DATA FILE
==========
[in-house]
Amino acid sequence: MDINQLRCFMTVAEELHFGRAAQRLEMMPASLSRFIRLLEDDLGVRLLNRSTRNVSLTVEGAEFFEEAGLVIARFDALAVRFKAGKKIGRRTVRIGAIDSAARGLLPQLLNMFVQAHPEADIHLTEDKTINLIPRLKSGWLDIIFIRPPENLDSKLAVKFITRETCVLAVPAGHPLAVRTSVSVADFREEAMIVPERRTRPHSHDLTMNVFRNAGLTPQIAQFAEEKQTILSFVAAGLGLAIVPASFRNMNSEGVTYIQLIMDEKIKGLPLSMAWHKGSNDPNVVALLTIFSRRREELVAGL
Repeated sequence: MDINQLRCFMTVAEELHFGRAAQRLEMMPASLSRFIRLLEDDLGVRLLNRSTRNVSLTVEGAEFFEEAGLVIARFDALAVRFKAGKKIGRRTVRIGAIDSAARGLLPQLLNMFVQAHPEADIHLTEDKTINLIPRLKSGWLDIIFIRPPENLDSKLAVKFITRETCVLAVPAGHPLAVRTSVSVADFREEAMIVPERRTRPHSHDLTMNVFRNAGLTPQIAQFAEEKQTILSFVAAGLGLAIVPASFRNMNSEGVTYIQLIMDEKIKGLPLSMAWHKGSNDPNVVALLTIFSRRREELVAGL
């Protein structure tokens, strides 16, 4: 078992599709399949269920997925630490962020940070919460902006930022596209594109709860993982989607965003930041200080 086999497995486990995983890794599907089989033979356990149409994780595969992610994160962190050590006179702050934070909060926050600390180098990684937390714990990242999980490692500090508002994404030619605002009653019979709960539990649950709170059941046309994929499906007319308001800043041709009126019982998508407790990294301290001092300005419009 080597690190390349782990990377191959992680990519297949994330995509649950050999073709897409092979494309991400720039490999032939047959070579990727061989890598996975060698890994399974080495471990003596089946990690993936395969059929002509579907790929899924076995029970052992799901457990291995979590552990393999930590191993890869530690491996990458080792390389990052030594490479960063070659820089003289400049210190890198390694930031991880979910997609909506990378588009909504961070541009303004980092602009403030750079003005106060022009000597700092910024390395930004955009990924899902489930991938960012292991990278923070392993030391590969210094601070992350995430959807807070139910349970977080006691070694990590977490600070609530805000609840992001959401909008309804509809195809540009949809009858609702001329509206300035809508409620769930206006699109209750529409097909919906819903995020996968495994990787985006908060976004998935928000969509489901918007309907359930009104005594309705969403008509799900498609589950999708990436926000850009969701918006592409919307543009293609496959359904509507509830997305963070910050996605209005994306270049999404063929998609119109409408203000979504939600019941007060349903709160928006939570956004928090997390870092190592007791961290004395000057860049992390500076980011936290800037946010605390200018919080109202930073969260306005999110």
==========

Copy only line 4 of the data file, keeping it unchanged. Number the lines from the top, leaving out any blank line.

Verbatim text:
């Protein structure tokens, strides 16, 4: 078992599709399949269920997925630490962020940070919460902006930022596209594109709860993982989607965003930041200080 086999497995486990995983890794599907089989033979356990149409994780595969992610994160962190050590006179702050934070909060926050600390180098990684937390714990990242999980490692500090508002994404030619605002009653019979709960539990649950709170059941046309994929499906007319308001800043041709009126019982998508407790990294301290001092300005419009 080597690190390349782990990377191959992680990519297949994330995509649950050999073709897409092979494309991400720039490999032939047959070579990727061989890598996975060698890994399974080495471990003596089946990690993936395969059929002509579907790929899924076995029970052992799901457990291995979590552990393999930590191993890869530690491996990458080792390389990052030594490479960063070659820089003289400049210190890198390694930031991880979910997609909506990378588009909504961070541009303004980092602009403030750079003005106060022009000597700092910024390395930004955009990924899902489930991938960012292991990278923070392993030391590969210094601070992350995430959807807070139910349970977080006691070694990590977490600070609530805000609840992001959401909008309804509809195809540009949809009858609702001329509206300035809508409620769930206006699109209750529409097909919906819903995020996968495994990787985006908060976004998935928000969509489901918007309907359930009104005594309705969403008509799900498609589950999708990436926000850009969701918006592409919307543009293609496959359904509507509830997305963070910050996605209005994306270049999404063929998609119109409408203000979504939600019941007060349903709160928006939570956004928090997390870092190592007791961290004395000057860049992390500076980011936290800037946010605390200018919080109202930073969260306005999110």